About Hale Ho'onani

African Methodist Episcopal

Our Church

Hale Ho’onani is located in Honolulu, Hawaii and is part of the African Methodist Episcopal (A.M.E.) Church.

Our Mission

Our mission is to celebrate the dream of your soul.

Hale Ho’onani, meaning House of Praise in Hawai’ian, is an AME church with a small, vibrant, diverse congregation of devout Christians and non-Christians who worship online together, spanning from Hawai’i to New York to New Zealand.

The heart of the ministry is the Dream of the Soul, the spark of God within you dreaming to fulfill your divine purpose.

The Sunday Service draws from many faith traditions, ethnicities, cultures, and nature to cultivate meaning-making.

Often, the lessons are surprising interpretations of familiar Bible stories – like an Eve who feels stifled in the Garden of Eden and chooses instead a life of self-determination in a biker bar in the wilderness. Or a concept of sin as “gunk,” negative energy, and stress that soaks into your being over time. Forgiveness is cleansing the “yucky stuffs” from your mind, body, spirit. Services also explore the connection of food cravings, money, and body parts with metaphysical and emotional meanings.

Profound meditations and prayers invoke and welcome angels, ancestors, and spirit guides to join church members for Sunday Service.


Pastor David Reid Brown, Retired
Rev. David Reid Brown, Retired

Pastor David Reid Brown

I received a vision from God while driving on highway H3 in Oahu in 2014. God revealed a word to me and said, “Stop what you’re doing. I have something else for you to do.” God gave me the name of the church, told me to name it in the Hawai’ian language, and to plant it, as I did in October 2016.

This experience was fraught with personal trials and triumphs: the worst, being the victims of a home burglary; the best, a loving family’s support and earning a graduate degree. I have learned some hard but good lessons on what it actually takes to break new ground in these blessed Hawaiian Islands.

Over the course of my ministry, my vocation morphed three times. First, I became a new pastor during my three years of seminary. It was there I met a classmate who was in the Navy’s Chaplain Candidate Program. Second, he convinced me to become a Navy Chaplain and I was able to serve in a global ministry for 21 years. Third, I was hired as a teacher at a Christian school in Honolulu one month after I retired. For nearly four years, I have had the privilege of teaching, mentoring, praying with, and advising 250 young people in grades K-12. I believe that I’m becoming an effective Christian Educator and that the classroom is my new parish.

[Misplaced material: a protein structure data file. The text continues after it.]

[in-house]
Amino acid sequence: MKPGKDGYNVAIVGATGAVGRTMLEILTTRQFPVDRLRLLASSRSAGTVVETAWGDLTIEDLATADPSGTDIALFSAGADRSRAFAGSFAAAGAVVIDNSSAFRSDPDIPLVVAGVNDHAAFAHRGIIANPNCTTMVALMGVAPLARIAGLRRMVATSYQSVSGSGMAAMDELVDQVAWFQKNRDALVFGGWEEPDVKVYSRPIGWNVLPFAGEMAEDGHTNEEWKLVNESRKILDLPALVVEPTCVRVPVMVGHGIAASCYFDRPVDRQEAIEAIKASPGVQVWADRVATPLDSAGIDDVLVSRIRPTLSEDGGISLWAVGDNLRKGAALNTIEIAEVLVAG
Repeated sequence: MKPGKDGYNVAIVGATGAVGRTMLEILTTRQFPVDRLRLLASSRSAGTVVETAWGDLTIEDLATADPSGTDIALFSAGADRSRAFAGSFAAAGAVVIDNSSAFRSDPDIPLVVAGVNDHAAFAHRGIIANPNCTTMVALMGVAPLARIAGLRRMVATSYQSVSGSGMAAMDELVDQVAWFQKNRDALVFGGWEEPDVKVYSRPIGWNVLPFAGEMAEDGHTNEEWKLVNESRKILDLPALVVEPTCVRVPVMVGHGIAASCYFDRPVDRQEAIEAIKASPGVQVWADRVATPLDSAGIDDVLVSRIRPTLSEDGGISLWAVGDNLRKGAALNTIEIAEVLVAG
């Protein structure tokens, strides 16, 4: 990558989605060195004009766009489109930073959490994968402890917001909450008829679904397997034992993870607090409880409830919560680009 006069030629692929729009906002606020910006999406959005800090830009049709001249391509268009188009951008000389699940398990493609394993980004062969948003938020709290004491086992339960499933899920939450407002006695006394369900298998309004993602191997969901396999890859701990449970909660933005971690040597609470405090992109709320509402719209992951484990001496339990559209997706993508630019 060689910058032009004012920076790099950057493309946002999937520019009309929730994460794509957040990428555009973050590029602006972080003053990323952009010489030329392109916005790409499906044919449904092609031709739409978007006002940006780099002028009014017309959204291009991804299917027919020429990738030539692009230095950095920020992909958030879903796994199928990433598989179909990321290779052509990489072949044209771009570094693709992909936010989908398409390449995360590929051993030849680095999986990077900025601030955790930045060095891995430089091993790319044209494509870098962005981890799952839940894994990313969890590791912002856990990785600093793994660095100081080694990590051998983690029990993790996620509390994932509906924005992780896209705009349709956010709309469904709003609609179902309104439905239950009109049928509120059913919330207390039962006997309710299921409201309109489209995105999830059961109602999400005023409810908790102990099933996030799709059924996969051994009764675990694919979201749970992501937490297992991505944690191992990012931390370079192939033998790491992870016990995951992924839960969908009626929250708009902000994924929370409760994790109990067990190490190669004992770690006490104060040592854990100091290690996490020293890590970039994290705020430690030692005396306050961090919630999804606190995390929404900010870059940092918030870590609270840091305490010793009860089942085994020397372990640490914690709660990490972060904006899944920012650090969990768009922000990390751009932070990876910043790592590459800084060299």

In all three movements in ministry, I never saw God moving in advance. That is, I never knew that he had something else, something more than that with which I was involved. So, I turn over Hale Ho’onani at a fertile point: poised for innovation, expansion, and growth, bolstered by the attention and support of African Methodism, prepared to demonstrate the affinity and efficacy that our witness can have within a multicultural environment.

We are told in the scriptures that King David desired to build a house of worship for the Lord. God seemed flattered at the proposal but told David that he would not be the one to build it, but that his son, Solomon, would do it. So David, the Shepherd-Warrior-Poet, passed on the dream to Solomon, the Wise-and-Able Builder, who accomplished the task in glorious fashion. It’s with this same intention that I turn over God’s vision to the capable heart, mind and hands of the Reverend Vicky Lee. I wish her “Aloha,” “Malama Pono,” and Godspeed on her journey.

Pastor Vicky Lee
Rev. Vicky Lee

Pastor Vicky Lee

When I was 13, an angel landed on my windowsill. He blinded me in a soft white light and I fell face down on the carpet of my bedroom where I was praying with my stuffed koala bear. I saw flashes of my future in my mind—decades of strife—which came true. And then I heard, “You are a messenger.

By the time I was 20, I graduated with honors from U.C. Berkeley with a major in rhetoric and minor in Asian American Studies. Filled with rage, I worked as a social activist—but that pain I carried eventually led me to Hawai’i.

A family of native Hawai’ians adopted me. It’s an old school practice to “hanai” someone who is not blood-related to you—and rare on the north shore of Kaua’i—to be accepted as family. For eight years, I pulled taro with them. My back was v-shaped. My hair turned ehu or reddish. My intuitive abilities sharpened and I sensed things such as danger or love from a distance.

I’m a Dean’s Fellow at Harvard Divinity School. In 2018, I became the first Asian American in history to be ordained in the A.M.E. and historically Black church where I am an elder, deacon and minister.  In that same year, I was certified in Reflexive Structured Dialogue by Essential Partners which is a system designed by family therapists to help people have productive conversations about difficult and painful topics.

In 2020 I was assigned as Pastor of Hale Ho’onani, translated as House of Praise, in Honolulu, Hawaii. Pastor Brown received the vision and planted the seed of our church, and now it’s my mission to nourish it and, with you, make it grow.

You see, the House of Praise is your soul. It’s your body, your family, your friends, your coworkers, your neighborhood, your city, your state, your country and your world. It’s everyone and it’s everywhere, just as God is. So we celebrate this House of Praise, the dream of your soul.

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